What will be the impact on financial markets of the revolution in Libya successfully overthrowing the country's dictator of 40 years? Prior to the war, Libya pumped out about 1.6 million barrels per day, but that has been reduced to about 100,000 during the conflict.

Here's a look at the top 20 oil producers in the world, with Libya coming in at #17:

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Most of that Libyan oil (85%) headed to Europe:

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Back in February when the rebellion in Libya started, we saw a sharp climb in oil prices as Libya's production was ground to a halt. This affected Brent crude more so than light crude, as Libya produces the former, but both saw prices rise in the subsequent months.

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The likeliest scenario now that we see the Qaddafi regime close to the end is that as Libya gets its production back online -and the rebels taking over will have every incentive to do so, and have already met with many foreign oil companies to get their expertise and help - we should see the big spread between Brent Crude and WTI Crude contract.

WTI light crude is almost back to its levels from October 2010, but as the chart above shows, Brent crude continues to trade near its levels from around this February, which was when the Libyan conflict began.

 

 

The pressure on oil price has been down recently, as investors and traders are concerned about global growth. If we have more supply enter the market, then Brent should ease further. Lower oil prices can help ease inflationary pressure, as Brent crude is used as the benchmark price for most of the world's oil consumption.

If oil prices decline more, that translates to lower gasoline prices and reduces the pressure of companies to pass through their rising commodity costs to consumers. That could mean that consumers from Europe to Asia, though the impact will be felt in America as well, will have more discretionary incomes with which to spend on goods and services, helping overall economic activity.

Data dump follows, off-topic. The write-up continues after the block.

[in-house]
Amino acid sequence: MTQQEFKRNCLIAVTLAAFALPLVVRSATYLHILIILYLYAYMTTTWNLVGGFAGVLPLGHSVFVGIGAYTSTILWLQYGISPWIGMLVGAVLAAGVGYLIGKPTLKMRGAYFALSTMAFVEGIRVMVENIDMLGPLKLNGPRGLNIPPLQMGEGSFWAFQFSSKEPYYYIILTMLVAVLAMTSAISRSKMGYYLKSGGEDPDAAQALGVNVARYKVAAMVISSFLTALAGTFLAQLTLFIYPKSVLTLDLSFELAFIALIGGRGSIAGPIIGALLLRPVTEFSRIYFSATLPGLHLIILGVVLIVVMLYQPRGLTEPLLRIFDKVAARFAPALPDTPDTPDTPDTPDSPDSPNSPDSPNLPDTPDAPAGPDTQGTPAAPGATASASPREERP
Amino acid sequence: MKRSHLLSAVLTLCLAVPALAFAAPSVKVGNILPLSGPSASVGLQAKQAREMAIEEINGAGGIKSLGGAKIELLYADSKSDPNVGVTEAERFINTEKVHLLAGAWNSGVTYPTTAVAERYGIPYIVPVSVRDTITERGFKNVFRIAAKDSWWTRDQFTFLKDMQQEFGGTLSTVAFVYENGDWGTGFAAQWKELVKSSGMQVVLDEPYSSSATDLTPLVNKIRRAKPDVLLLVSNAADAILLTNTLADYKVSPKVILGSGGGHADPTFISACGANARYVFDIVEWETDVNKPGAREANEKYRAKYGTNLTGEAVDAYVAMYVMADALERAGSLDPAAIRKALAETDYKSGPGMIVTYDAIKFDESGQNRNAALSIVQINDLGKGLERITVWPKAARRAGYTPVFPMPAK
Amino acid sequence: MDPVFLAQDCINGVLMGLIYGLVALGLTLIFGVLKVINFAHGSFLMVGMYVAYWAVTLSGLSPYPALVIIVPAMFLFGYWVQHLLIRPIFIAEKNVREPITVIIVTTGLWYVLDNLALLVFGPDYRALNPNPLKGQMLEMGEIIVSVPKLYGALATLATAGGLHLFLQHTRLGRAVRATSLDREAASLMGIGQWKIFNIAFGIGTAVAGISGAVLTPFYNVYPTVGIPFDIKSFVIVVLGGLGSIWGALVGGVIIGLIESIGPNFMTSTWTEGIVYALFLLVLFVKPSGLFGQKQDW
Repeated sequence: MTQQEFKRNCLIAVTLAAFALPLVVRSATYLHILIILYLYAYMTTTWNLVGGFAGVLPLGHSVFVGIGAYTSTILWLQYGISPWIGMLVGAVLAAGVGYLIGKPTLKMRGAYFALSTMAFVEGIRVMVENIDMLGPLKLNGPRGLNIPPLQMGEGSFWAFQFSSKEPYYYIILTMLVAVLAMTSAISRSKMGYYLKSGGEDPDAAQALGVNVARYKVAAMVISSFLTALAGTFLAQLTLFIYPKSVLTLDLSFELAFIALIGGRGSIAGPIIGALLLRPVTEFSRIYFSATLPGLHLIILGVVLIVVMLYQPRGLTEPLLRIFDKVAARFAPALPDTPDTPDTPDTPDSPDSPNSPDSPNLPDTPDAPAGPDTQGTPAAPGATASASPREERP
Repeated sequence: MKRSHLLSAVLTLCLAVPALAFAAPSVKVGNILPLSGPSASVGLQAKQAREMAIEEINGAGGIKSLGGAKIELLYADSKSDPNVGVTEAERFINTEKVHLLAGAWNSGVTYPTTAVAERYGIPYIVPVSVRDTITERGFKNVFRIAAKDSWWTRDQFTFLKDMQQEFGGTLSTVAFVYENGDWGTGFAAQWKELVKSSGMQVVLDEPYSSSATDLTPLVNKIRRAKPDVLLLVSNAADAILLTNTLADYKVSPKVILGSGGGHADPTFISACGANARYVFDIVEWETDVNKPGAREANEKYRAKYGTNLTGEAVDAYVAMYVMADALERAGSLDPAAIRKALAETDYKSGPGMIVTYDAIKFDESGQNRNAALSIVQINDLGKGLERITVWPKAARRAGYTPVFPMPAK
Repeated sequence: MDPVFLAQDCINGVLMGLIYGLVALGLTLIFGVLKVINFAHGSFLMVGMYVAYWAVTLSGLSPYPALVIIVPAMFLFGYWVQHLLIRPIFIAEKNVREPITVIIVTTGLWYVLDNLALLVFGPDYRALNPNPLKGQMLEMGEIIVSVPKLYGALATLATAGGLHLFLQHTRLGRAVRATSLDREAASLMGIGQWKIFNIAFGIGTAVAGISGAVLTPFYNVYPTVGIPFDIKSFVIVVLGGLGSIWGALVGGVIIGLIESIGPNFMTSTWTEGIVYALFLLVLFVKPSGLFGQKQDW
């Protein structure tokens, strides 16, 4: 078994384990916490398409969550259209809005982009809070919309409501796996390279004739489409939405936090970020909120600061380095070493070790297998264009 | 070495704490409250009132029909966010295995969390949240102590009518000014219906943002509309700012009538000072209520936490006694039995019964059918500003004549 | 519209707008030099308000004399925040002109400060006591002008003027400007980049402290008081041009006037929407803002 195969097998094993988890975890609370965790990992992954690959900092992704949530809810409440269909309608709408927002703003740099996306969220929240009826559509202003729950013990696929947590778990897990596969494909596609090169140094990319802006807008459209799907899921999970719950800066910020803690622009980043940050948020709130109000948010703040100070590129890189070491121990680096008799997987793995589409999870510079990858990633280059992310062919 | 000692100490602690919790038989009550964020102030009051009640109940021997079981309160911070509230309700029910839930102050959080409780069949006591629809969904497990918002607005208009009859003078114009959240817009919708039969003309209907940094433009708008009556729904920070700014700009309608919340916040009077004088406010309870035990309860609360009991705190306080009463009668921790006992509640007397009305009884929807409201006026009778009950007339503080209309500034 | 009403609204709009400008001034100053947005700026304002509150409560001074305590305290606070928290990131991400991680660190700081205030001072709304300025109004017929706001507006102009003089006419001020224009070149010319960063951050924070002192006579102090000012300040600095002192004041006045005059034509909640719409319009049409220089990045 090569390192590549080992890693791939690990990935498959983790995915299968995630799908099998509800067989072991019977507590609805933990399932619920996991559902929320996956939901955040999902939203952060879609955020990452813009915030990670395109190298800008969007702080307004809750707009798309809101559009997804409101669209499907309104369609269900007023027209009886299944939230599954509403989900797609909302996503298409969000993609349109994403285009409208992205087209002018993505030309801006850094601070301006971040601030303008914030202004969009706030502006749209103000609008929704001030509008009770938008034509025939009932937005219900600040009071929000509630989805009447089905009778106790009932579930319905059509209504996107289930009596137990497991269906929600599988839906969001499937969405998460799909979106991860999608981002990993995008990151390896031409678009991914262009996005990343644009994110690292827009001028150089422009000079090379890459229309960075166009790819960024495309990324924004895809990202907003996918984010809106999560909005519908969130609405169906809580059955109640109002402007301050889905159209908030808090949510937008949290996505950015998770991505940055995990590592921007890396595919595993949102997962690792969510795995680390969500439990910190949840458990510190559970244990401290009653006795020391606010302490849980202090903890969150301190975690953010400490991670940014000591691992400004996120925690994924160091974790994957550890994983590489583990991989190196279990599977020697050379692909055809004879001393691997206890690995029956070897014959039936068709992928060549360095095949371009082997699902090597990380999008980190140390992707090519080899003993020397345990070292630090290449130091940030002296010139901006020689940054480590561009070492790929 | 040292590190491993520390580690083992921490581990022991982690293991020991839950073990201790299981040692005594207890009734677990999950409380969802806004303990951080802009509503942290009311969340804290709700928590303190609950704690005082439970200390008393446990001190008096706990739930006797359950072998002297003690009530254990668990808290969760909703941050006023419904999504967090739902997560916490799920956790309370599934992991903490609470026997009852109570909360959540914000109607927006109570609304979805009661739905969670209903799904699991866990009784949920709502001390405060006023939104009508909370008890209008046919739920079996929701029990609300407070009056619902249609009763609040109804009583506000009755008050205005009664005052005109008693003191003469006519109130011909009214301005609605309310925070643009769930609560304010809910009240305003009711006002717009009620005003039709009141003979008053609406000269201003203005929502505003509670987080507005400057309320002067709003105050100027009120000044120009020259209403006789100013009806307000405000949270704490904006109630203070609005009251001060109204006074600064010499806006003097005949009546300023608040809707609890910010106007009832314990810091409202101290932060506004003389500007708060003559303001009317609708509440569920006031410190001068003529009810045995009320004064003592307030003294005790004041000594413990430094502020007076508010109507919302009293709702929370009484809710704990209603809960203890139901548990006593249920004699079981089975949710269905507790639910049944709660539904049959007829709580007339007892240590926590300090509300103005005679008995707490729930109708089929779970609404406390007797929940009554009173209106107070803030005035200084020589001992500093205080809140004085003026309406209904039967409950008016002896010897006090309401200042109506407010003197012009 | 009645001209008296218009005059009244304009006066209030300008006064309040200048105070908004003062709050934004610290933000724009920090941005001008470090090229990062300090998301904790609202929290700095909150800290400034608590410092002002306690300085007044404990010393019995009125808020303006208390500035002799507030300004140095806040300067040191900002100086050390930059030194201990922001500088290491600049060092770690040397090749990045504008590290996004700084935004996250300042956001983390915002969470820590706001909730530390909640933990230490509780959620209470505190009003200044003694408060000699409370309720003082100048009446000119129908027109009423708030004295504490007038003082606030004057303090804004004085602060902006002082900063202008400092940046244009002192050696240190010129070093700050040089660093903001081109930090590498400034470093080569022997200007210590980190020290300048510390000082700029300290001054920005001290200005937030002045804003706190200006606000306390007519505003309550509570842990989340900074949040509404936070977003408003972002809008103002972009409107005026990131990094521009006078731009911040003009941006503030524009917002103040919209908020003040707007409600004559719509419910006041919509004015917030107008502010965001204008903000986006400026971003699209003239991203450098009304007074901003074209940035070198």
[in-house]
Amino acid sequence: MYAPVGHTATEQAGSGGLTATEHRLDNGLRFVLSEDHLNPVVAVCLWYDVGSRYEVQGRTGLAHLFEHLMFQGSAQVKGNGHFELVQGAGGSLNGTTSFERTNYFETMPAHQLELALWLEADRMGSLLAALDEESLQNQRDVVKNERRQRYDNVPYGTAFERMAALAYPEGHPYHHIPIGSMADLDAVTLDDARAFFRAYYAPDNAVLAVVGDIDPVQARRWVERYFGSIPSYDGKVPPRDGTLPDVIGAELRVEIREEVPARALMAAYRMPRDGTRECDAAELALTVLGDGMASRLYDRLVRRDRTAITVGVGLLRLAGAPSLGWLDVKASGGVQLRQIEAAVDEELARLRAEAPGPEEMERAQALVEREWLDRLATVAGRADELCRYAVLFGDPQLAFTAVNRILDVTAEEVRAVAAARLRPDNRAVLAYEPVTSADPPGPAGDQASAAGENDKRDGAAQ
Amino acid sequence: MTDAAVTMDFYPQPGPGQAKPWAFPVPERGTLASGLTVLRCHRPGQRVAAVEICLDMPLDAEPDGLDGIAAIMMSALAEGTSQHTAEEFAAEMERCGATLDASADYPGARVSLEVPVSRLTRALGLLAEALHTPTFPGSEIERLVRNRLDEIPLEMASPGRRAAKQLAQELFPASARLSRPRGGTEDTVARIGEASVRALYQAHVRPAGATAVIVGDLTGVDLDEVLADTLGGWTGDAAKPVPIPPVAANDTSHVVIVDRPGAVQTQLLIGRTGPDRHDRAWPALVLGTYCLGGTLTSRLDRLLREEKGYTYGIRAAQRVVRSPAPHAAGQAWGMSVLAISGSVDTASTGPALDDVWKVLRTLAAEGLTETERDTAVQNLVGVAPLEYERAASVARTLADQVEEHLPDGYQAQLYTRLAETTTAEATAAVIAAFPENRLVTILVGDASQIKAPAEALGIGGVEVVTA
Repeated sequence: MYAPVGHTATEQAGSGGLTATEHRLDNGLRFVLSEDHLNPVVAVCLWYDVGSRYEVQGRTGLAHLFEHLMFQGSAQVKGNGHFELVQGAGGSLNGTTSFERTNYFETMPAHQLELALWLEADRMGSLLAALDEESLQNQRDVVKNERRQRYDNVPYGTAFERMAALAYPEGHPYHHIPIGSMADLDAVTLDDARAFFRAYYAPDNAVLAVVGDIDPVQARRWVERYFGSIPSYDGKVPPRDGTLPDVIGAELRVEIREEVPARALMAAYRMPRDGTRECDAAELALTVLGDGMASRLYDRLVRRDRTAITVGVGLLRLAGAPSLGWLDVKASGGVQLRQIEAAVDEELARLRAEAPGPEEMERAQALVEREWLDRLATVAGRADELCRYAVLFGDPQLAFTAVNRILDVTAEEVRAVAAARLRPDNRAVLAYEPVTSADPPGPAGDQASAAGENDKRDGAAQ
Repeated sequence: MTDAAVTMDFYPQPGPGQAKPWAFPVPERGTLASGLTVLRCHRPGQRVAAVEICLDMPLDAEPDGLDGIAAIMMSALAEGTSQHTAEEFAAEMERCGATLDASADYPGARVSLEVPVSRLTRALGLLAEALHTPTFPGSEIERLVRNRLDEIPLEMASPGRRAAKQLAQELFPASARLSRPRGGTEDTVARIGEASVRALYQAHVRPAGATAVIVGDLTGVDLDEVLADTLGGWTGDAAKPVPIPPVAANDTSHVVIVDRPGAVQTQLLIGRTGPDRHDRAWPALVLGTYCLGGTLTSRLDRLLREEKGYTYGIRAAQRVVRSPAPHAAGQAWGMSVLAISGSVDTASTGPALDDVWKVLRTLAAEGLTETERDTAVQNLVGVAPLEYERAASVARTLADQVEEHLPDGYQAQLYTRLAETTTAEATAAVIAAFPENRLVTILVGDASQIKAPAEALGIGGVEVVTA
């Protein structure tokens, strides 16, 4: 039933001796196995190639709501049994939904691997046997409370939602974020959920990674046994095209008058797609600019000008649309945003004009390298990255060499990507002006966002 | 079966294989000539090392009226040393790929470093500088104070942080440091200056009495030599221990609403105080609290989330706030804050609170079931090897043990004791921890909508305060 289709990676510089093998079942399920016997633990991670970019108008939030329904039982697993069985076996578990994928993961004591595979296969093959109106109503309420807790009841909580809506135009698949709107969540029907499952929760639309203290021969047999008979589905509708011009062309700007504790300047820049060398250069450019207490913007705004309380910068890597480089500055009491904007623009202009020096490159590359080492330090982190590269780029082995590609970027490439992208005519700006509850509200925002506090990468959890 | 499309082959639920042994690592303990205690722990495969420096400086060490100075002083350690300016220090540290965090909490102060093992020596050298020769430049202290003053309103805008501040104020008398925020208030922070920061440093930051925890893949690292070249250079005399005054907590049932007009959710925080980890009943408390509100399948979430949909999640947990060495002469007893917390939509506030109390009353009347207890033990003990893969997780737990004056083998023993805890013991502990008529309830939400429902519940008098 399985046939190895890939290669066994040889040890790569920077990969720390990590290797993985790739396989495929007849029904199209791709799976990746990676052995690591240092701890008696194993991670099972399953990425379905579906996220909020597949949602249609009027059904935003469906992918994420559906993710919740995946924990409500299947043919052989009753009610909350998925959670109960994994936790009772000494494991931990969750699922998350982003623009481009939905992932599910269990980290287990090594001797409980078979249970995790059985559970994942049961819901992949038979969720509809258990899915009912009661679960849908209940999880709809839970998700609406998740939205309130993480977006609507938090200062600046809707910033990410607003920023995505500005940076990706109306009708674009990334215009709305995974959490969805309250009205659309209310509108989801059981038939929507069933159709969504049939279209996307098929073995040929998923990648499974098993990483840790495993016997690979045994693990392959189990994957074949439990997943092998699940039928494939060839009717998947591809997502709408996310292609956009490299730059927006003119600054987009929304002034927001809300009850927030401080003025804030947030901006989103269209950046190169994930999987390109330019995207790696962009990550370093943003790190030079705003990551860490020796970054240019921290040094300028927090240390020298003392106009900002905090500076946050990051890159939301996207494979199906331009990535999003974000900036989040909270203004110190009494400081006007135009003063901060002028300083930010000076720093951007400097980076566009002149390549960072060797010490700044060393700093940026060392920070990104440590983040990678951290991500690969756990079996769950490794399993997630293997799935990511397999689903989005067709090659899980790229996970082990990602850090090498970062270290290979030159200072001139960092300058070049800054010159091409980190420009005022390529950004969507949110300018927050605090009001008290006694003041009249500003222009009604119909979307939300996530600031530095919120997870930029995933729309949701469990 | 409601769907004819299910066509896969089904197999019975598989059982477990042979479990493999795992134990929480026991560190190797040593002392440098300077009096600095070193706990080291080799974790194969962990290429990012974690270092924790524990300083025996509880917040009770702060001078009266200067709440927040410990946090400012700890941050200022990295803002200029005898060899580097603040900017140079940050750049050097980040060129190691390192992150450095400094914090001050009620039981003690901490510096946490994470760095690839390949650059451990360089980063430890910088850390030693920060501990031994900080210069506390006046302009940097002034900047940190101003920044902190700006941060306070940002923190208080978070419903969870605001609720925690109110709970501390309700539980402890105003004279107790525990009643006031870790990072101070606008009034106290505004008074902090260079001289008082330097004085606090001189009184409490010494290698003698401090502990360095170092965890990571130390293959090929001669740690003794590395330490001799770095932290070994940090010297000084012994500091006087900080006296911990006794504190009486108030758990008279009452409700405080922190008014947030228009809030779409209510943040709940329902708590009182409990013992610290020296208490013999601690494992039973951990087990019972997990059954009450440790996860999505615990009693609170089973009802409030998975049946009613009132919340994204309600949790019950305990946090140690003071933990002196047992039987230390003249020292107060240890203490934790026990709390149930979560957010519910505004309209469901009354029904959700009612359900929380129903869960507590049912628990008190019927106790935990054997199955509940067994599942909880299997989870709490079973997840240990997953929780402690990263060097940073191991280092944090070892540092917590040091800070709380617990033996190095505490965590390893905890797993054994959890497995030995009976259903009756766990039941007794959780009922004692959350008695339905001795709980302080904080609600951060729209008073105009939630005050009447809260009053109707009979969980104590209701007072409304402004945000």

However, just getting oil production back online will take time, so any drops in oil prices in the short term will come more from the relief that end is near to the conflict, but not yet supply and demand factors.

From MSNBC: Brent crude fell as much as 3.2 percent to a low of $105.15 a barrel and later recovered to $107.05 as the dollar weakened. U.S. crude was up 0.9 percent to $83.03 a barrel after dropping to as low as $81.13. The front-month September U.S. crude contract expires on Monday.

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Michael Lynch, president of Strategic Energy & Economic Research, said that once Gadhafi is pushed out, Libya's new government could take the path of the Iraqis after the fall of Saddam Hussein and spend years fighting over every detail. Or it could follow Kuwait's example and quickly decide to bring in an outside company to get production restarted right away.

They do have a good cadre of educated people, but they don't have a long record of competent self-government, Lynch said. It would not be a bad bet to think there might be a chaotic period for a few months till they get organized.

It may take anywhere from 18 month to several years to get Libya back to pre-conflict output levels, depending on how much damage was done to facilities and how much new investment in infrastructure will be needed.

From Reuters: An official working for Libya's Arabian Gulf Oil Company (AGOCO), which has been operating the Sarir and Mesla oilfields under rebel control, said on Friday that output from its area could resume within three weeks.

Samuel Ciszuk, senior Middle East & North Africa energy analyst with IHS Energy, said oil output could theoretically be restored in 18 months but that this would be the most optimistic scenario. Once there is a degree of security for their personnel, it should not take too long for the oil firms to get their workers back in. If the money's right they will go back, said Mike Wittner, Societe Generale head of oil market research in New York. But it was difficult to assess how much damage had been done to oil facilities during the war, he said. No one really has a clear idea of how much damage to the oil infrastructure there has been ... Anytime you shut a field down quickly and run off in a panic there will be problems.

Foreign oil firms will be eager to head back into Libya once security is restored. Italian oil company ENI has already returned some of its personnel to the country.

From Reuters: Italy's Foreign Minister Franco Frattini said staff from Eni had arrived to look into a restart of oil facilities in the east of the country even as fighting between government troops and the rebels continued in Tripoli in the west. The facilities had been made by Italians, by (oil field services group) Saipem , and therefore it is clear that Eni will play a No. 1 role in the future, Frattini told state TV RAI.

We therefore look to see how quickly oil prices reflect these realities, and what impact that will have on the global economy.

Nick Nasad
Chief Market Analyst
FXTimes